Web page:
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When Santa Clara University communications Professor Jonathan Fung first learned about human trafficking at a conference five years ago, his thoughts instantly went to his own daughter and how horrified he would be if she were ever subjected to the atrocities of trafficking, which affect thousands of girls and young women everyday around the world.
Several years later, when Fung decided to take action using his medium of choice, film, it was a bit ironic that he cast his daughter—now 8 years old—to play the lead in his 15-minute film (he says she was not aware of some of the darker implications of her role).
The resulting short film that spotlights human trafficking and follows a man’s moral dilemma will premiere at 7 p.m. in SCU’s Recital Hall June 1.
“I believe we can use the arts to bring a consciousness to modern day slavery,” said Fung.
The statistics about human trafficking are appalling, Fung noted. Around the world today there are over 30 million slaves as a result of human trafficking: 80 percent of those slaves are women or children. Victims of human trafficking are often subjected to forced and coerced sexual exploitation and/or forced labor.
Hark is a project that Fung has been working on over the past 15 months and he believes that its premiere is just the beginning of the education and dialogue that is necessary to take action against human trafficking. Fung eventually hopes to take Hark into middle schools, high schools, and churches to advocate against human trafficking and to build awareness, serving as a call to action against this social justice issue.
“We are a visual culture and film and the arts can serve as a scholarly medium to educate, challenge, and mobilize a community,” said Fung.
This is Fung’s second project focusing on social justice and human trafficking. His first was an art and video installation in 2009 called Down the Rabbit Hole. This installation took place in the heart of the Tenderloin in San Francisco and presented a shocking, heart-wrenching look into child sex trafficking.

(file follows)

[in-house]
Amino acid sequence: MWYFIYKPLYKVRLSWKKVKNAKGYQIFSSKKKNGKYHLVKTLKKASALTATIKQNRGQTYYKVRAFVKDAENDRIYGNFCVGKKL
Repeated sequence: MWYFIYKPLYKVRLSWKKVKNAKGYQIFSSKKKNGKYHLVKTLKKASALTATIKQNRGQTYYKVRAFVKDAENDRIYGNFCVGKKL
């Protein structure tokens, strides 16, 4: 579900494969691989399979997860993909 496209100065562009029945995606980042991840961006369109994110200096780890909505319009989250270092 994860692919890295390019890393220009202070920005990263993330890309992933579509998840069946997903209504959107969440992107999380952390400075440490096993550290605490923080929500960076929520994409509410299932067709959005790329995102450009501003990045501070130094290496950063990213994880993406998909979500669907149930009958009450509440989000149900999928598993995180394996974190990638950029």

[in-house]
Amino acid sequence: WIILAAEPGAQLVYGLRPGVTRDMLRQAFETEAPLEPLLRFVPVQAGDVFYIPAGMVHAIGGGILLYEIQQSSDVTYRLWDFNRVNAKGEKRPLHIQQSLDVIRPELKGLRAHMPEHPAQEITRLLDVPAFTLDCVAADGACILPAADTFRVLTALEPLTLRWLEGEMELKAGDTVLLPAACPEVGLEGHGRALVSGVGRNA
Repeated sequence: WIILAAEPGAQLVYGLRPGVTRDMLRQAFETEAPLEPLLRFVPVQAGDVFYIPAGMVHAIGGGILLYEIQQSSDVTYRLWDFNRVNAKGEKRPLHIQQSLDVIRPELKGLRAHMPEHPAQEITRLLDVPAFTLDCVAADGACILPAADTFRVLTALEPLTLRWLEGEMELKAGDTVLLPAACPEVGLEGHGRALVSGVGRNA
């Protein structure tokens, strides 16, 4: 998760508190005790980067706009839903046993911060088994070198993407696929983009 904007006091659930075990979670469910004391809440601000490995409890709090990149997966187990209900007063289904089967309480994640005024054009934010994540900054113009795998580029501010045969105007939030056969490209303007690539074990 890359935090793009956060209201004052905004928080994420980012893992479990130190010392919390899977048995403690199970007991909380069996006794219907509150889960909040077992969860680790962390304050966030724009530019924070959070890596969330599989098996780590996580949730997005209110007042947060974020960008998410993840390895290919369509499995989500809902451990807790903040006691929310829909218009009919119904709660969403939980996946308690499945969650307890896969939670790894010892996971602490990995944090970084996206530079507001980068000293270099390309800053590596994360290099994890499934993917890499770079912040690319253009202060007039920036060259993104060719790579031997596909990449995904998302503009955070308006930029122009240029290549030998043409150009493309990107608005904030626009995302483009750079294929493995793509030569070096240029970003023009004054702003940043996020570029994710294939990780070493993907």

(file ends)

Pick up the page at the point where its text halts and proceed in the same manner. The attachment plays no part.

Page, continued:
Hark was filmed last September from 6 p.m. to 6 a.m. over five nights in San Francisco. There was a cast of six actors and 40 crewmembers, many of who were unpaid. Among the crewmembers were six SCU students and two SCU alumni who got to experience working on the set as costume designers, production assistants, and casting directors.
“Everyone involved really believed in the story that the film presents,” said Fung.
Robert Tomaszewski, colorist at FotoKem in Burbank, Calif. color graded and mastered Hark and, while watching the film, was deeply affected by Hark’s imagery and the power of the film’s message. According to Fung, Tomaszewski’s connection with Hark stemmed from having two young children of his own and realizing the harsh reality of this social injustice.
“If everyone has a reaction like that, that is what I’m looking for,” said Fung. “I want the viewer’s heart to open and soften for this issue.”
Fung received funding for Hark from a private investor, four University grants, Kodak, and FotoKem—as well as raising over $3000 on the online fundraising platform Indiegogo.com.
Hark’s premiere showing will be followed by a panel discussion featuring delegates from the International Justice Mission and the Freedom House as well as Detective Jeremy Martinez, SJPD Human Trafficking Task Force.